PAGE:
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Seven reasons why people hate irrigation systems …

Features - Irrigation

And seven ways to calm that anger.

Alan Harris | November 30, 2012

Finally, fall has firmly settled in. The days are shorter, temperatures are lower and plant growth has slowed. In other words, the evapotranspiration rate is lower with each passing day, which means each day the amount of water required by the landscape is less and less. And yet, I still see irrigation systems watering the same amount this week as last week. I hate that.

And I’m not the only one. Here are seven reasons people hate irrigation systems.

1. Old Controllers. Do you still have a rotary phone in your house? Does your cell phone still flip? Do you still listen to 8-track tapes? Controllers older than 5 years are not using the latest technology and are not watering the landscape in the most efficient manner.

2. Run Off. Once water starts to freely flow from the landscape onto drives and sidewalks, the soil has reached the saturation point and can not absorb any more water. The amount of time this takes to occur varies based on head type, soil type, compaction and slope.

3. Misting. During a wet check watch the fixed spray heads to see if there is a misting effect. Misting is a result of high pressure and as much as 50 percent of the water is evaporating into the atmosphere before it can get to the landscape.

4. Irrigating when Raining. If it is raining for more than 5 minutes the irrigation system should be like your flip phone on a Delta flight: turned off.

5. Broken Heads. At a minimum, a broken nozzle will emit 4 gallons a minute. If the zone is on for 10 minutes, 40 gallons of water were wasted. If the zone runs three times a week, 120 gallons were wasted. That’s about how much water a person uses in a day.

6. Shrubs Blocking Spray Patterns. When the irrigation system was first installed the landscape was young, so a 12-inch pop up head was tall enough. However, a mature plant often will block the spray pattern. A shrub (or sign) blocking the spray pattern means a higher concentration of water in one area and a “rain shadow” where no irrigation is reaching the plants or turf.

7. Leaking Valves. Sand, rocks and other small debris in the water system can keep a valve from fully closing. These are “invisible” leaks where just enough water gets through the valve to the lowest head and oozes out at a half gallon per minute, 30 gallons per hour, 720 gallons per day, 5,040 gallons per week. A small wet area in the gutter that never dries out and may have a slimy green, gray or brown coat is evidence of these silent water wasters.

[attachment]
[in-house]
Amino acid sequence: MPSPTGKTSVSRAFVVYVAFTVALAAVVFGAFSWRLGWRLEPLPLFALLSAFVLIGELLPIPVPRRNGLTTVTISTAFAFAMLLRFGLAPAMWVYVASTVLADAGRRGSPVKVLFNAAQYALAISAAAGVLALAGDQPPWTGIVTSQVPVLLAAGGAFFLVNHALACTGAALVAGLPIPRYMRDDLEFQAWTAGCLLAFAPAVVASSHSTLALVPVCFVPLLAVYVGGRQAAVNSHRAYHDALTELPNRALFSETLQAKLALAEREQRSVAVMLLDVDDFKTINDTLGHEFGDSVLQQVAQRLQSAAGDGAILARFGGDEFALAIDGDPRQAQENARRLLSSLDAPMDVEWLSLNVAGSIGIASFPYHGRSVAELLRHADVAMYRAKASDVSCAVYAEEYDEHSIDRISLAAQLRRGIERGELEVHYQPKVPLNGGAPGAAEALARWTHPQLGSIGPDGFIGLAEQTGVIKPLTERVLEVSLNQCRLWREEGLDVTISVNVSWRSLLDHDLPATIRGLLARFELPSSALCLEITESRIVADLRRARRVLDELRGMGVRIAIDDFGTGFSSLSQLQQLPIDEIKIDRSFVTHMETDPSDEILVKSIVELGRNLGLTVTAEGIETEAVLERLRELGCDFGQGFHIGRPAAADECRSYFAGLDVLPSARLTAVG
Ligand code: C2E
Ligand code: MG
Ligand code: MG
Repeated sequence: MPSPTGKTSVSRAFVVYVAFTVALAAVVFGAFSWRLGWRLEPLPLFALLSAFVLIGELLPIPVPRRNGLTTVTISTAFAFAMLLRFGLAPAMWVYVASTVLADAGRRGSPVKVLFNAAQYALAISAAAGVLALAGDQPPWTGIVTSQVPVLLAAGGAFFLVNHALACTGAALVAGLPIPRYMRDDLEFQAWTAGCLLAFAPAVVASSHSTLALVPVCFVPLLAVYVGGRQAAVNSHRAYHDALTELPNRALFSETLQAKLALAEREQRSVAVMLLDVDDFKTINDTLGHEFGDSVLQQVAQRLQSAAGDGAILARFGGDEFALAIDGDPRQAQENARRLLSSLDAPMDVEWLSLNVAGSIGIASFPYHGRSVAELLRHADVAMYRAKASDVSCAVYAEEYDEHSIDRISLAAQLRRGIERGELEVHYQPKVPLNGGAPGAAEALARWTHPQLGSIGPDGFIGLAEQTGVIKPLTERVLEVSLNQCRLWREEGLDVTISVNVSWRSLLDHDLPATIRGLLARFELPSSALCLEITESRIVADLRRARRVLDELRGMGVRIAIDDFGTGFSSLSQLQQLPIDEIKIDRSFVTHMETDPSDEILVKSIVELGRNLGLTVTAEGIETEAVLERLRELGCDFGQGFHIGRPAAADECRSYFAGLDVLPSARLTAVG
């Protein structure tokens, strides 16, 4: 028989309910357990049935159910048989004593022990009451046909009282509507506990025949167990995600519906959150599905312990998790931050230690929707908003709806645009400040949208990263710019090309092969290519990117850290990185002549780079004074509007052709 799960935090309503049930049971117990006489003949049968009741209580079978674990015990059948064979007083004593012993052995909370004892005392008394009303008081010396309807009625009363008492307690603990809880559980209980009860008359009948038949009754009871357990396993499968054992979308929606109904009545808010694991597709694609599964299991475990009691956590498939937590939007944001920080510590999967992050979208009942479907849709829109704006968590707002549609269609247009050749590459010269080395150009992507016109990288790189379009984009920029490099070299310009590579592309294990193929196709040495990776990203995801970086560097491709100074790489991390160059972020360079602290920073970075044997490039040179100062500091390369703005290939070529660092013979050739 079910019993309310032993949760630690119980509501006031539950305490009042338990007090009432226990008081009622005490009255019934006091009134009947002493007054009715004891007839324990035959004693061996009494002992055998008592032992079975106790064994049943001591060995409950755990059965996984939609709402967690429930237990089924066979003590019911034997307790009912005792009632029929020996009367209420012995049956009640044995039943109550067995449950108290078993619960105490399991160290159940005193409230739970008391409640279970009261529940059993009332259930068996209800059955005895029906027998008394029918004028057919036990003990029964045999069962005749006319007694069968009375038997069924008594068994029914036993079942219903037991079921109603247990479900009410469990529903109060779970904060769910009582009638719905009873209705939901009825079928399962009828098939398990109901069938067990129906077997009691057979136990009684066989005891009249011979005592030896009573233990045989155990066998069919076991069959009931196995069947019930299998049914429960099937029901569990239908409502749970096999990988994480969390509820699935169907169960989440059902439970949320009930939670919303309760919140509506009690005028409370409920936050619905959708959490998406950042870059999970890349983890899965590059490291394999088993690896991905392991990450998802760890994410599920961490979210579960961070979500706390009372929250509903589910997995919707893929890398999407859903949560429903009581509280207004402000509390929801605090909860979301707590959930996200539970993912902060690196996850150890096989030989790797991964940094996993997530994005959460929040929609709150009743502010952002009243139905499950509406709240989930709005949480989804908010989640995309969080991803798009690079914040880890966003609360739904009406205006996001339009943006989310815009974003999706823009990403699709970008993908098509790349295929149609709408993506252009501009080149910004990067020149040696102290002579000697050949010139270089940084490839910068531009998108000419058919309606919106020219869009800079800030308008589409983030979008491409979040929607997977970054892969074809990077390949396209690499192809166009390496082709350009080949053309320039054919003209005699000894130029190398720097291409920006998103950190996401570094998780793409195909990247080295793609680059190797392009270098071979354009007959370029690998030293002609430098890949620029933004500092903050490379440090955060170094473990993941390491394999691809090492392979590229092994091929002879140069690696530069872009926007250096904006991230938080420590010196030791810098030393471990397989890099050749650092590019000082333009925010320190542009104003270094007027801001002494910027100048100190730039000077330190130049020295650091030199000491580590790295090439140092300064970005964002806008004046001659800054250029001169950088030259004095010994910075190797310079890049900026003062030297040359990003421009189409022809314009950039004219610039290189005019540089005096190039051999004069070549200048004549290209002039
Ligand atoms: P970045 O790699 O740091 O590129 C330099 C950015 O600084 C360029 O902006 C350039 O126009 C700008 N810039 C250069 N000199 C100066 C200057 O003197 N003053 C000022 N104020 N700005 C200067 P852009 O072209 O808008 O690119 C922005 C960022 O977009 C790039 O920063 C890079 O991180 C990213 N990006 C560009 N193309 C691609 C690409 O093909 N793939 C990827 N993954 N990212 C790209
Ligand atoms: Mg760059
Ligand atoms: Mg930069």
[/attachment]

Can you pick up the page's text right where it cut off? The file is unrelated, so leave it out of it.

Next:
If you have an irrigation system with any of these symptoms continue reading for the best cure.


Seven ways to calm that anger.

1. Upgrade controllers to smart technology to accurately determine how much water a landscape needs.

2. Use a cycle-and-soak feature on the new controller so zones run for a shorter amount of time, but may run more than once per watering cycle.

3. Install a pressure reducer on the mainline to control the pressure. If installing new heads or upgrading a system use pressure regulating heads for even better control of pressure resulting from grade change. (Water pressure at the bottom of the hill is higher than the top of the hill.)

4. Install a rain sensor or an in-ground soil moisture sensor.

5. Install a flow meter along with the smart controller. If you have the right technology, the system will bypass the zone with the broken head and send a message to your smart phone to let you know there is a problem.

6. If the head is next to the building it may be able to be changed to a fixed riser. A conversion to drip may also be possible or, if the plant material is well established and is in an area with ample rainfall, a well-established shrub bed may be able to be weaned off of irrigation.

7. The valve has to be taken apart and the debris removed by a service professional.

To the irrigation professional some or all of these may be obvious. My question is, “If they are so obvious, why then do I continue to see a plethora of these problems?” Tweet your response to @h2oBloggers with #L&L or leave a message on Facebook at Water Bloggers.

Alan Harris is the Southeast Region Sales Leader at ValleyCrest.